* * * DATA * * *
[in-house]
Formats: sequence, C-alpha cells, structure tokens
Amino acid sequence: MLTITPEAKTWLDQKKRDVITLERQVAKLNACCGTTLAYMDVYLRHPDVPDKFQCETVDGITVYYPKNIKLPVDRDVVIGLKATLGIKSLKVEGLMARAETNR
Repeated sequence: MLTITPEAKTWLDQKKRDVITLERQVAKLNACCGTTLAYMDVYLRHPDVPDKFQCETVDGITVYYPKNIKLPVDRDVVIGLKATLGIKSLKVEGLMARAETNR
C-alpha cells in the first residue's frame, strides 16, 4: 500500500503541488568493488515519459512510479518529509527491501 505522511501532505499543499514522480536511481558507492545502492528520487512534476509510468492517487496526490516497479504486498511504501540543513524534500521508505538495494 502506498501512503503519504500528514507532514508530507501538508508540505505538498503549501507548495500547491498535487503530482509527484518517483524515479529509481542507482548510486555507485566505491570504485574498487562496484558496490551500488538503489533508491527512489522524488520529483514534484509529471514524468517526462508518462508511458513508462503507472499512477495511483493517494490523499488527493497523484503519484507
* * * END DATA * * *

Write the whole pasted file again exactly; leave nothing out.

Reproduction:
[in-house]
Formats: sequence, C-alpha cells, structure tokens
Amino acid sequence: MLTITPEAKTWLDQKKRDVITLERQVAKLNACCGTTLAYMDVYLRHPDVPDKFQCETVDGITVYYPKNIKLPVDRDVVIGLKATLGIKSLKVEGLMARAETNR
Repeated sequence: MLTITPEAKTWLDQKKRDVITLERQVAKLNACCGTTLAYMDVYLRHPDVPDKFQCETVDGITVYYPKNIKLPVDRDVVIGLKATLGIKSLKVEGLMARAETNR
C-alpha cells in the first residue's frame, strides 16, 4: 500500500503541488568493488515519459512510479518529509527491501 505522511501532505499543499514522480536511481558507492545502492528520487512534476509510468492517487496526490516497479504486498511504501540543513524534500521508505538495494 502506498501512503503519504500528514507532514508530507501538508508540505505538498503549501507548495500547491498535487503530482509527484518517483524515479529509481542507482548510486555507485566505491570504485574498487562496484558496490551500488538503489533508491527512489522524488520529483514534484509529471514524468517526462508518462508511458513508462503507472499512477495511483493517494490523499488527493497523484503519484507